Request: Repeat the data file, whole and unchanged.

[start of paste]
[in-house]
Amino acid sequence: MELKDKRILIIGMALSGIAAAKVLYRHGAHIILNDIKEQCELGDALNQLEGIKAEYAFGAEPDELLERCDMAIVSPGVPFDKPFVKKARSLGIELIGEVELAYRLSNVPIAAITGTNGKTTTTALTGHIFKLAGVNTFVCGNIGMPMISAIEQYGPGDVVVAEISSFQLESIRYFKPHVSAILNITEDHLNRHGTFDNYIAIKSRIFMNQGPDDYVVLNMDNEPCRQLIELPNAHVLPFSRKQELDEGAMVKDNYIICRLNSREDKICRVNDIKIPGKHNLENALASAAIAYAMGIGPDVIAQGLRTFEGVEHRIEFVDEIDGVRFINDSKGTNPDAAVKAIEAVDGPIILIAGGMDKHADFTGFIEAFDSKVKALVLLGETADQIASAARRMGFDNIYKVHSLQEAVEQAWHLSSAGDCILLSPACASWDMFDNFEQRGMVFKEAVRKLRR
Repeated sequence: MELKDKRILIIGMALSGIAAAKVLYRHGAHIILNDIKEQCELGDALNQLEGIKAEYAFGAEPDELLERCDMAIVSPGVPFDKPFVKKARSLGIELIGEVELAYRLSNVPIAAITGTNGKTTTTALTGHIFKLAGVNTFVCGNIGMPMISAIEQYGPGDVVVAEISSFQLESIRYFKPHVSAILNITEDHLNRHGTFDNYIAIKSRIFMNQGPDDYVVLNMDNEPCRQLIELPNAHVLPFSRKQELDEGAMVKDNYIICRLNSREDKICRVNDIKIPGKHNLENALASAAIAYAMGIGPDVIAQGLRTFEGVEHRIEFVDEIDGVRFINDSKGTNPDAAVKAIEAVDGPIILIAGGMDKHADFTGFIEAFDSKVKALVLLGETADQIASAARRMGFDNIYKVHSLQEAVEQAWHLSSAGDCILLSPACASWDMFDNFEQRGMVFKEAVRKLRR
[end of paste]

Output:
[in-house]
Amino acid sequence: MELKDKRILIIGMALSGIAAAKVLYRHGAHIILNDIKEQCELGDALNQLEGIKAEYAFGAEPDELLERCDMAIVSPGVPFDKPFVKKARSLGIELIGEVELAYRLSNVPIAAITGTNGKTTTTALTGHIFKLAGVNTFVCGNIGMPMISAIEQYGPGDVVVAEISSFQLESIRYFKPHVSAILNITEDHLNRHGTFDNYIAIKSRIFMNQGPDDYVVLNMDNEPCRQLIELPNAHVLPFSRKQELDEGAMVKDNYIICRLNSREDKICRVNDIKIPGKHNLENALASAAIAYAMGIGPDVIAQGLRTFEGVEHRIEFVDEIDGVRFINDSKGTNPDAAVKAIEAVDGPIILIAGGMDKHADFTGFIEAFDSKVKALVLLGETADQIASAARRMGFDNIYKVHSLQEAVEQAWHLSSAGDCILLSPACASWDMFDNFEQRGMVFKEAVRKLRR
Repeated sequence: MELKDKRILIIGMALSGIAAAKVLYRHGAHIILNDIKEQCELGDALNQLEGIKAEYAFGAEPDELLERCDMAIVSPGVPFDKPFVKKARSLGIELIGEVELAYRLSNVPIAAITGTNGKTTTTALTGHIFKLAGVNTFVCGNIGMPMISAIEQYGPGDVVVAEISSFQLESIRYFKPHVSAILNITEDHLNRHGTFDNYIAIKSRIFMNQGPDDYVVLNMDNEPCRQLIELPNAHVLPFSRKQELDEGAMVKDNYIICRLNSREDKICRVNDIKIPGKHNLENALASAAIAYAMGIGPDVIAQGLRTFEGVEHRIEFVDEIDGVRFINDSKGTNPDAAVKAIEAVDGPIILIAGGMDKHADFTGFIEAFDSKVKALVLLGETADQIASAARRMGFDNIYKVHSLQEAVEQAWHLSSAGDCILLSPACASWDMFDNFEQRGMVFKEAVRKLRR